251,540 Pages


Insignia model 1939 of the Swedish Army Service Troops.

Swedish Army Service Troops (Swedish language:Trängtrupperna

or Underhållstrupperna, before 1942 called Trängen) is the train branch of the Swedish Army. The task of the troops is to train personnel for maintenance units, provide supplies, repair damaged equipment, retract and care for and sick personnel as well as in the event of war mobilizing them. The troops are today fully motorized.


In 1885, the first army service unit was established, Army Service Battalion (Trängbataljonen) in Marieberg, Stockholm. It was divided into Svea Train Battalion (Svea trängbataljon, T 1) and Göta Train Battalion (Göta trängbataljon, T 2) in 1891, the latter being placed in Karlsborg. According to the 1892 Army Order, two new army service battalions, Norrland Train Battalion (Norrlands trängbataljon, T 3) in Sollefteå and Wendes Train Battalion (Wendes trängbataljon, T 4) in Landskrona were established. Through the 1901 Army Order, two further train units (now called corps) were established, so that there would be one train unit for each army division.[1] These were the Second Svea Train Corps (Andra Svea trängkår, T 5) and Second Göta Train Corps (Andra Göta trängkår, T 6), which were placed in Sala (1906), and in Linköping (1911) respectively. They changed names in 1904 to Västmanland Train Corps (Västmanlands trängkår, T 5), and Östgöta Train Corps (Östgöta trängkår, T 6). Meanwhile, Wendes Train Corps (Wendes trängkår) changed name to Scanian Train Corps (Skånska trängkåren). In 1905, Göta Train Corps moved to Skövde and in 1907 Svea Train Corps moved to Örebro and Scanian Train Corps moved to Hässleholm.[1]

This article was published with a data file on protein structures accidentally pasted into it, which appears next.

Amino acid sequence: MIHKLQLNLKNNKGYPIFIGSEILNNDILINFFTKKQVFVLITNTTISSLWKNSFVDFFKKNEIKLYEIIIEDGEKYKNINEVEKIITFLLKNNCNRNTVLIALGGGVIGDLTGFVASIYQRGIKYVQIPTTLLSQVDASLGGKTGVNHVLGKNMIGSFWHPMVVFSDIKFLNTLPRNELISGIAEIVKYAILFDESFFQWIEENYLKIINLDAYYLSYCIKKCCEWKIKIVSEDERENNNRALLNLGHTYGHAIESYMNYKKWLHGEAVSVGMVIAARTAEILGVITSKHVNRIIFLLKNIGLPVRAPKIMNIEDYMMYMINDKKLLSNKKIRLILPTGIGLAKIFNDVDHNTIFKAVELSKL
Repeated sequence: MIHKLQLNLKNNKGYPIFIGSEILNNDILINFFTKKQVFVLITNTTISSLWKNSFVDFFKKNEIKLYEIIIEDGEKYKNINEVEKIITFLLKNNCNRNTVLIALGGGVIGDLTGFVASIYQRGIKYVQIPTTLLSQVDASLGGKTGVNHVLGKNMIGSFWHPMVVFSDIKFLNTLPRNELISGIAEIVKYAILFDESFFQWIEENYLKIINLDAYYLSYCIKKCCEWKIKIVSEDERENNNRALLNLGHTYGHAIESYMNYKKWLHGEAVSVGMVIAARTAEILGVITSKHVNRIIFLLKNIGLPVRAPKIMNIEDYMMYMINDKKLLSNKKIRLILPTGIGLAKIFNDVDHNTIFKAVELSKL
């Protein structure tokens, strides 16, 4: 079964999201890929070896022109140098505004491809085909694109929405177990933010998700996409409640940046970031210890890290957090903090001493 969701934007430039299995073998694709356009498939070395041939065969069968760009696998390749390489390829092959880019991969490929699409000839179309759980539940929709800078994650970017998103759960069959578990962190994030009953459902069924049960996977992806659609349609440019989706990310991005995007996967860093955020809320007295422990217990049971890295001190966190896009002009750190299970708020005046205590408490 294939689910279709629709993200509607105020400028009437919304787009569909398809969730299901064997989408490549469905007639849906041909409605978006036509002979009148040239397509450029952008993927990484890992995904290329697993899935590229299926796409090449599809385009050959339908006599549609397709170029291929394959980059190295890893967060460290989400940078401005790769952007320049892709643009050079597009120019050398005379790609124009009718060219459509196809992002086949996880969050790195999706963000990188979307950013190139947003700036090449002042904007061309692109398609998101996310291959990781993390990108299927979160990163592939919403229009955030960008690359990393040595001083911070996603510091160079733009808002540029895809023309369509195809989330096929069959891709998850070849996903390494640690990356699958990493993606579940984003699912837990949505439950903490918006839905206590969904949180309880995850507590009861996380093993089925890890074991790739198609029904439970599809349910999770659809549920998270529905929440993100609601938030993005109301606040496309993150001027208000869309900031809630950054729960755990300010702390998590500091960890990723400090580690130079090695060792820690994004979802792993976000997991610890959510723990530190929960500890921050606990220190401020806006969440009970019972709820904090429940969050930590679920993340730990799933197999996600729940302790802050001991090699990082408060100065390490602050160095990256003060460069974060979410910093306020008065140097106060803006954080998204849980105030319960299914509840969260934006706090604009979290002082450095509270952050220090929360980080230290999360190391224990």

By the 1914 Army Order, an inspector (colonel) became the highest guardian of the army service corps. By now it occupied 87 officers plus 6 regimental physicians and 6 battalion physicians, 6 battalion veterinarians and regimental pastors.[2] According to the 1925 Defense Order, Västmanland and Östgöta Train Corps were disbanded, while Svea Train Corps was placed in Linköping. In the 1942 Defense Bill, the army service troop were significantly expanded and an independent train company was established in Nora (T 2 N), disbanded in 1952. After the independent commissariat and ordnance companies were transferred to the army service troops, the corps became regiments (1949). In 1954 there were Svea Train Regiment (Svea trängregemente, T 1) in Linköping, Göta Train Regiment (Göta trängregemente, T 2) in Skövde, Norrland Train Regiment (Norrlands trängregemente, T 3) in Sollefteå and Scanian Train Regiment (Skånska trängregementet, T 4) in Hässleholm.[1] Officers where trained at the Swedish Army Service Troops Cadet School (Trängtruppernas kadettskola, TrängKS) 1942–1961, the Swedish Army Service Troops Cadet and Officer Candidate School (Trängtruppernas kadett- och aspirantskola, TrängKAS) 1961–1981, the Swedish Army Service Troops Officers College (Trängtruppernas officershögskola, TrängOHS) 1981–1991 and the Swedish Army Maintenance Center (Arméns underhållscentrum, UhC) 1991–1997.

Inspector of the Swedish Army Service TroopsEdit

Inspector of Service Troop, Colonel Ivar Gewert

Ivar Gewert, Inspector 1942–46.

The head is called Inspector of the Swedish Army Service Troops (Tränginspektören).[3] The Inspector was from 1991 to 1997 the head of the Swedish Army Maintenance Center (Arméns underhållscentrum, UhC).

Åren 1991–1997 var tränginspektören chef för Arméns underhållscentrums.

  • 1903–1906 – Carl Wilhelm Ericson
  • 1906–1916 – ?
  • 1916–1926 – John Améen
  • 1926–1931 – ?
  • 1931–1933 – Olof Thörnell
  • 1933–1942 – Axel Bredberg
  • 1942–1946 – Ivar Gewert
  • 1946–1949 – Gottfrid Björck
  • 1949–1956 – Knut Hagberg
  • 1956–1960 – Adolf Norberg
  • 1960–1965 – Birger Hasselrot
  • 1965–1972 – Magnus Bruzelius
  • 1972–1974 – Dag Nordenskiöld
  • 1974–1983 – Börje Wallberg
  • 1983–1987 – Curt Sjöö
  • 1987–1991 – ?
  • 1991–1993 – Ragnar Söderberg
  • 1993–1997 – Lars Nordmark

See alsoEdit


  1. 1.0 1.1 1.2 Svensk uppslagsbok (2nd, revis. and enlarged ed.). Malmö: Förlagshuset Norden. 1955. pp. 1096–1097. LIBRIS 11112. 
  2. Westrin, Theodor, ed (1920) (in sv). Nordisk familjebok: konversationslexikon och realencyklopedi. 30 (Ny, rev. och rikt ill. ed.). Stockholm: Nordisk familjeboks förl.. p. 180. LIBRIS 8072220. 
  3. Gullberg, Ingvar E. (1977) (in sv). Svensk-engelsk fackordbok för näringsliv, förvaltning, undervisning och forskning (2nd ed.). Stockholm: Norstedt. p. 1040. ISBN 91-1-775052-0. LIBRIS 8345587. 

Further readingEdit

This page uses Creative Commons Licensed content from Wikipedia (view authors).
Community content is available under CC-BY-SA unless otherwise noted.